Harry Potter this way doth come, dollars & cents fuel franchise feathered juggernaut.
The Harry Potter and the Deathly Hallows Part 2 juggernaut hit theaters on midnight and hasn’t stopped barreling through the record books ever since. Part 2 quickly exceeded all expectations with a tally of $92.1 million dollars at the box office to become the biggest single day opening of a film of all times. By the end of the weekend it cleared $169 million dollars and four days later theaters collected an unprecedented half a billion dollars – yes, that’s “B” for billion, “B” for bam! All told, Potter 2 also earned bragging rights as the highest midnight opening, weekend opening and global opening weekend of all time – all time! There are surely other records, those yet counted and those yet to come there’s plenty of time for counting and collecting receipts.
It is far too simplistic to pick a path, choose a ticket stub and see you in the theater or don’t waste your time. Hands down fans have shown their enthusiasm – and then some. The naysayers pick at the sequel machine, claiming among other things that the splitting of the last two films was little more than marketing and dollar incentive based. Others are equally less enthused, though obviously a minority. It is safe to say the film has joined the company of similarly smashing successes like James Bond, Star Wars and The Lord of the Rings franchise epics, climbing over the earlier success of Half-Blood Prince which debuted at nearly $330 million opening weekend – the highest in the series. Deathly Hallows Part 1 is the third-highest grossing film of 2010 behind Toy Story 3 and Alice in Wonderland. Part 2 should easily beat out The Dark Knight’s $158.4 million opening weekend record and where it goes from there is up, baby up.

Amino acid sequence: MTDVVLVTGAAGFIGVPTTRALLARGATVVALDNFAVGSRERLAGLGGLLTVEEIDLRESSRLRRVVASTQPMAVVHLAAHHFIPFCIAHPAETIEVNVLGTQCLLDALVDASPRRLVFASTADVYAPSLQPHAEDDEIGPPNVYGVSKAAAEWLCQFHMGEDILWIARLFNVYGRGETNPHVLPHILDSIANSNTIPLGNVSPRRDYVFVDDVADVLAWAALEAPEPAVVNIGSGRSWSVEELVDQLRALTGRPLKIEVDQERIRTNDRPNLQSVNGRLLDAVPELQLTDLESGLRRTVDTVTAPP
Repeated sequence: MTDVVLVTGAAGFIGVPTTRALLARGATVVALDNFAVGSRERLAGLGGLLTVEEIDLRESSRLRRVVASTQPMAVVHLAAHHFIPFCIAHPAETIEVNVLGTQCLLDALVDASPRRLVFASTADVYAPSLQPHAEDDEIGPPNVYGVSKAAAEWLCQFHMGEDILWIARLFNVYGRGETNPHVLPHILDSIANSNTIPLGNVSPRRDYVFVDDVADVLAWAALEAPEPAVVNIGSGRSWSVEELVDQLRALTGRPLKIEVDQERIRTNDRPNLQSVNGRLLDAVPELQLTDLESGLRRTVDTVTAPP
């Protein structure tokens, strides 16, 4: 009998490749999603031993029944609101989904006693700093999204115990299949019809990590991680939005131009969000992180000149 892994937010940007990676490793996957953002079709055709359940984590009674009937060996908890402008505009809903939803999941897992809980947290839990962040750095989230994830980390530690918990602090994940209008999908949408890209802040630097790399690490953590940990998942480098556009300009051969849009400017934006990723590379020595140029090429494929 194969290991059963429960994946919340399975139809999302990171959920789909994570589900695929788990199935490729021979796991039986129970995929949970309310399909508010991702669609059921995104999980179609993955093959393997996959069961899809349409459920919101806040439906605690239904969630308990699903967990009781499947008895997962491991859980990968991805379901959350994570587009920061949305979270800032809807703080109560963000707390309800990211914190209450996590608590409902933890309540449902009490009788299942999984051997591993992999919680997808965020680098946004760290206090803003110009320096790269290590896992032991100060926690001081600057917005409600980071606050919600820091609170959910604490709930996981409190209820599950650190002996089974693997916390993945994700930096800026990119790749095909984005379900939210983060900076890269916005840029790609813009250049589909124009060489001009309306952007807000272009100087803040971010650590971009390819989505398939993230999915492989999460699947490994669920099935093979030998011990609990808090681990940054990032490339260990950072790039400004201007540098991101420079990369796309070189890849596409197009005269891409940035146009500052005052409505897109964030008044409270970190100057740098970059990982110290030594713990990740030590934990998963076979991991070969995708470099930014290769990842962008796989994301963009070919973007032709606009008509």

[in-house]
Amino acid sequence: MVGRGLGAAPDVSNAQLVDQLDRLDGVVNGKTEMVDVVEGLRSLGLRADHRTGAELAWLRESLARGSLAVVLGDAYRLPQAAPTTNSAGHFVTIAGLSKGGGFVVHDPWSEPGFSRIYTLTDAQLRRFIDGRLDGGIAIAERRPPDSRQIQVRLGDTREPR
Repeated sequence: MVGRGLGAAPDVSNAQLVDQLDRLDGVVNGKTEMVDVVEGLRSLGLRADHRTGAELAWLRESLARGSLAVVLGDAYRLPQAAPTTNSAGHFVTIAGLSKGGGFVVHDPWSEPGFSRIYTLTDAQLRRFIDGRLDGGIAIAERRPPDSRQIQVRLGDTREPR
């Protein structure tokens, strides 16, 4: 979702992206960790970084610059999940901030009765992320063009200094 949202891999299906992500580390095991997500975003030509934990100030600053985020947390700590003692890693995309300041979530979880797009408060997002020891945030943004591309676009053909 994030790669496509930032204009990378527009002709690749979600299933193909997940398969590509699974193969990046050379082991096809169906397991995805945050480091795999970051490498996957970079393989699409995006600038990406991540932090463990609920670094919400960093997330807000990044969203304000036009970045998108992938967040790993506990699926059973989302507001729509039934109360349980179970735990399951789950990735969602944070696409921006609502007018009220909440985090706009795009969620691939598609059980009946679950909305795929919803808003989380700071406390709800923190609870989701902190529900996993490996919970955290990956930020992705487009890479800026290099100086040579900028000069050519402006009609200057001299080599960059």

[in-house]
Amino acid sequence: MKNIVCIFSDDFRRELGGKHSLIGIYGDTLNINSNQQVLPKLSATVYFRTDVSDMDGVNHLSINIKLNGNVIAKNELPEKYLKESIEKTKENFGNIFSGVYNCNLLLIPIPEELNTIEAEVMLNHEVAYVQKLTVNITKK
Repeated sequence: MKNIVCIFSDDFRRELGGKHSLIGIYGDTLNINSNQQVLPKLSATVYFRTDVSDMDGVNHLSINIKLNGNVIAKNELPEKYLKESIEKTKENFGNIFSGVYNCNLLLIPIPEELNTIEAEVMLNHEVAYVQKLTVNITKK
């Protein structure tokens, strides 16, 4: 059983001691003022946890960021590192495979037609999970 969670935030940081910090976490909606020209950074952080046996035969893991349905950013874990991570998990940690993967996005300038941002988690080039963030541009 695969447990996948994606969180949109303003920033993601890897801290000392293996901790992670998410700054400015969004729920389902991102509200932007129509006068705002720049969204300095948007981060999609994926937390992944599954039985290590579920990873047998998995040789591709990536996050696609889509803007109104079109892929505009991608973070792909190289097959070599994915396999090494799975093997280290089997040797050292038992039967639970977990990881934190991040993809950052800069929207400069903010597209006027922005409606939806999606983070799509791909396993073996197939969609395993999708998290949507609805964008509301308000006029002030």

It should be no surprise that Part 2 has been building toward a massive climax for some time. The inevitable end of the series has loomed ever near, made most prominent last year with the first installment in a two-part final movie to coincide with the last two books by rags-to-riches starlet J.K. Rowling. In short order fashion she skyrocketed from next to no one to house hold name, best seller, movie mogul and gazionnaire. Harry Potter has achieved a level of success that can only fully be known in the months to come. In an era where everything must be bigger, better, costlier and better-selling than all competitors across time and space, there seems little doubt Potter will cut a deep and lasting impression in pop culture cinema for generations to come.
In a movie franchise that is coming to a close, the Harry Potter films are just the tip of the proverbial iceberg. Before the films, and what must have been a bidding war for the movie rights, the novels took the publishing world by storm, quickly becoming one of the most beloved and successful series of all times. The Potter universe of books, movies and merchandise are estimated to be worth a cool $15 billion dollars world-wide; and we’re not even done counting Deathly Hallows Part 2 or what awaits us as the pearly gates of the online pottermore universe scheduled to open later this year.
It is unclear if Part 2 will actually end the series or if somewhere down the line another film will appear on the Hollywood horizon. We’ve seen it before. Some films end with a period and a resounding gasp of relief – Lethal Weapon, Die Hard, etc., etc. Others drag on with life support clauses and prequel pre-nups, revived and reconstituted. Every now and again it works – J.J Abrams managed to resuscitate the aging, derelict Star Trek (2009) franchise with a single prequel. Lucas turned the entire Star Wars Empire on end with a rapid fire succession of three new films that were, sadly prequels to the earlier films; whether or not this was a good thing depends on who you ask. The one thing that is certain of fans of Potter that many are in a love-hate relationship with the final installment; excited and saddened at the same time as the boy wizard becomes a man and everything moves fast toward screening to a close. The international fandom community stretches across many different forms of media, including conventions, tours of the actual locations for the film, fan web sites, fiction, podcasts, art and songvids. Though hard pressed to give up their title, Potter fans have even surpassed the long distance marathon of Trekdom – Next stop, pottermore.